Super User is a question and answer site for computer enthusiasts and power users. It's 100% free, no registration required.

Sign up
Here's how it works:
  1. Anybody can ask a question
  2. Anybody can answer
  3. The best answers are voted up and rise to the top

First problem: Is it possible to have the sticky bit on directories being inherited for newly created subdirectories?

Second problem: How can I set different default ACLs for directories and files, so that newly created directories will get the permission rwxrws--t (with the sticky bit t from the first problem) and newly created files will get rw-r-----?

share|improve this question
It sounds as though you have a real problem that needs solving, and this is not it. – Ignacio Vazquez-Abrams Sep 2 '12 at 17:46
The "whole" problem is: I want a directory structure that belongs to the user "user" and to the group "group". It is not accessible by others. When user "bob" (also from group "group") creates a file inside there, it should belong to user "bob" and group "group" automatically and get the permission rw-r-----; when this user creates a directory, it should belong to the same owner and group as a file, but the permission should be rwxrws--t, so that any user can create other files in this directory, but only delete his/her own ones. – Alfred Krohmer Sep 2 '12 at 22:20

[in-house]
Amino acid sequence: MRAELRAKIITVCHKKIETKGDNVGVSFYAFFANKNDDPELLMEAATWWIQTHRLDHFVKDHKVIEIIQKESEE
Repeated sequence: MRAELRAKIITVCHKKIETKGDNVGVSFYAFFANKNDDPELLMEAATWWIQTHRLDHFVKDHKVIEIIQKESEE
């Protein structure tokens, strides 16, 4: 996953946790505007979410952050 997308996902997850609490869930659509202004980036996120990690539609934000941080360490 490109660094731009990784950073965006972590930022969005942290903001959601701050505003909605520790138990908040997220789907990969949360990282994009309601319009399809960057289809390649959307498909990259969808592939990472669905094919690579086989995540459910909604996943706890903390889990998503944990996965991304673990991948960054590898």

Okay. But what is this for? – Ignacio Vazquez-Abrams Sep 2 '12 at 23:16
Everybody should be able to create new files and folders in the directory structure, even in the subfolders owned by other users, but it should only be possible for a user to delete files he/she ownes. It should simply be a shared directory with these permissions. – Alfred Krohmer Sep 3 '12 at 19:46
up vote 1 down vote accepted
  1. No. Only group ownership can be inherited, by making the directory setgid.

  2. You can't. You will need to run a separate process that detects creation of the objects and changes the ACLs appropriately.

share|improve this answer

Your Answer


By posting your answer, you agree to the privacy policy and terms of service.

Not the answer you're looking for? Browse other questions tagged or ask your own question.